My pediatrician doesn’t know that I lost two babies. It was timing, really. Quentin and Theo have birthdays in March and September. I had only lost Nelle a few weeks before Theo’s well-child visit in the Fall and there was no reason to bring it up at his appointment. Then lost Iris before Quentin’s visit in the Spring. I was a few months pregnant with Autumn at the March appointment this year but, as I ended up doing throughout the pregnancy, said nothing out of fear that something would go wrong. I think it was a big surprise for the pediatrician when we showed up for an appointment with a five-day-old newborn. Continue reading
This past week, I have been editing some of my own writing. It is writing that I did in the months between losing Nelle and Iris. I found myself tensing up as I read my own words. I was still reeling from the pain of losing Nelle, pregnant again, terrified. And looking back, I know what is coming. That unfathomable doctor’s appointment where I learned that I had lost Iris too. I have to read through all of my fears that, in the end, proved to be true. Continue reading
I have had so many bad dreams. The one that reoccurred the most was a doctor telling me that something was wrong, or that I had lost a baby, followed by me screaming “No. No. NO!” I would wake from fitful sleep, often drenched in sweat or tangled in my blankets. Continue reading
It is 3:00 am and I just finished feeding my baby. Not because she woke up crying and hungry. But because I wanted and needed to be with her.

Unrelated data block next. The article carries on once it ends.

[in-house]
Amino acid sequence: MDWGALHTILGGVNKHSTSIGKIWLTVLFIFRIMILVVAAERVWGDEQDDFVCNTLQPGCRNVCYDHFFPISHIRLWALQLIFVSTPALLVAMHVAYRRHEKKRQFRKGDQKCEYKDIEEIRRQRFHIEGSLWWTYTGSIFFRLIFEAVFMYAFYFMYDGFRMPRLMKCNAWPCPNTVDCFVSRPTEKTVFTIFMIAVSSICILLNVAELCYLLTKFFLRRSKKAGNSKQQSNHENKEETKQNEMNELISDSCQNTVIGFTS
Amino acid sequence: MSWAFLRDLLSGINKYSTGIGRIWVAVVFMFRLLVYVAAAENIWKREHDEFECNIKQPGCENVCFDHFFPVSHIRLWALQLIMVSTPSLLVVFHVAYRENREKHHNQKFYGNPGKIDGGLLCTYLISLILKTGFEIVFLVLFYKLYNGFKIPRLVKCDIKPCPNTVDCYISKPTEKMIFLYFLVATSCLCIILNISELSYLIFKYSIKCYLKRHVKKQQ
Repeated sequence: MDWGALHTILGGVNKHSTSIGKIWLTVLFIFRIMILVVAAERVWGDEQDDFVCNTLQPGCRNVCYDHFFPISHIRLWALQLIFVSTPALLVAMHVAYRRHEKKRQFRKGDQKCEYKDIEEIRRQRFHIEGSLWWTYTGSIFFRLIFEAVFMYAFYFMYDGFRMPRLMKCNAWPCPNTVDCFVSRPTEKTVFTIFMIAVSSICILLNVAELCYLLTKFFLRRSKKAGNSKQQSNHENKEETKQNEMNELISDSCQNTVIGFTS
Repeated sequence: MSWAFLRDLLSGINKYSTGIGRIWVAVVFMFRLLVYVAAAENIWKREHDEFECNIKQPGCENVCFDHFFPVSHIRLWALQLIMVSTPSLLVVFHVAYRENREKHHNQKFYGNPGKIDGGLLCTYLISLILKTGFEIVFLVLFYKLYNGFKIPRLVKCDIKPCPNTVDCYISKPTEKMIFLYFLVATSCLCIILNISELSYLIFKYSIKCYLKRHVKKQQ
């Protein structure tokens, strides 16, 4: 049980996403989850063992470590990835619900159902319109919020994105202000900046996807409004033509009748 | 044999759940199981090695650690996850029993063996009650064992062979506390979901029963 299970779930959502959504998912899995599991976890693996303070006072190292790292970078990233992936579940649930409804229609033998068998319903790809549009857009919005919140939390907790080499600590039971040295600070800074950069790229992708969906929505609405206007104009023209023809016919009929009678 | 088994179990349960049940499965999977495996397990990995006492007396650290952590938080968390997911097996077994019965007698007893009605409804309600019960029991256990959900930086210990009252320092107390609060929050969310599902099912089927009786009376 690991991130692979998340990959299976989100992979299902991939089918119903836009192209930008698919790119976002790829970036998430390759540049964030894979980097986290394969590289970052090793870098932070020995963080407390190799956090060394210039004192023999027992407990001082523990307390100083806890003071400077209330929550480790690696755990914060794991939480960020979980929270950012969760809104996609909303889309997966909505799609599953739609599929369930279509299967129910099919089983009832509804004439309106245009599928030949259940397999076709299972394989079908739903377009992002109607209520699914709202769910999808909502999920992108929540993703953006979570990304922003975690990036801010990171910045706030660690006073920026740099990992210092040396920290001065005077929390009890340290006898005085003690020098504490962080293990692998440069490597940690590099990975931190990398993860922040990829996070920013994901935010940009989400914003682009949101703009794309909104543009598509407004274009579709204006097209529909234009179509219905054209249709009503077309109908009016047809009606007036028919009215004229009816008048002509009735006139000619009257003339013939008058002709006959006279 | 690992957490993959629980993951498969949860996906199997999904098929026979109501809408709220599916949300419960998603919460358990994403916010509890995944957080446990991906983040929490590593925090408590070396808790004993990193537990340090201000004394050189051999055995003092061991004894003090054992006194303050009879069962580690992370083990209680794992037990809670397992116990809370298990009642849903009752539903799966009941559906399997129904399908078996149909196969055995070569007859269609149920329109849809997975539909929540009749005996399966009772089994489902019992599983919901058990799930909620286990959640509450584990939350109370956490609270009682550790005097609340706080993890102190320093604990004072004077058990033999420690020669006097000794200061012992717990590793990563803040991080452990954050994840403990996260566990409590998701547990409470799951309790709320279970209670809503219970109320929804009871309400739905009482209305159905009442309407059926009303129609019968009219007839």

I had met a friend for dinner. Tucked the big kids in so that I was not leaving Ger to fend for himself with three kids at bedtime. There was pumped milk in the fridge. I spent a few hours away. Even had a glass of wine, a first in a long time. And the first time leaving the baby for “fun” versus out of necessity like running an errand or taekwondo class. Continue reading
“Your death really feels like a prison sentence…Upon the slamming of those doors for the first time, one fights and struggles and wrestles trying to get them back open – trying to get back to freedom and the world you knew. Then, once resigned, you decorate. You hang up a photo of something pretty, buy a plant, and drink a good cup of coffee. You move in for good and get settled. You’re still imprisoned so it all seems a little silly, but you do it anyway.”-from “Notes from a Cell with Flowers” by Julia Cho
The room trapped me. Swallowed me. Continue reading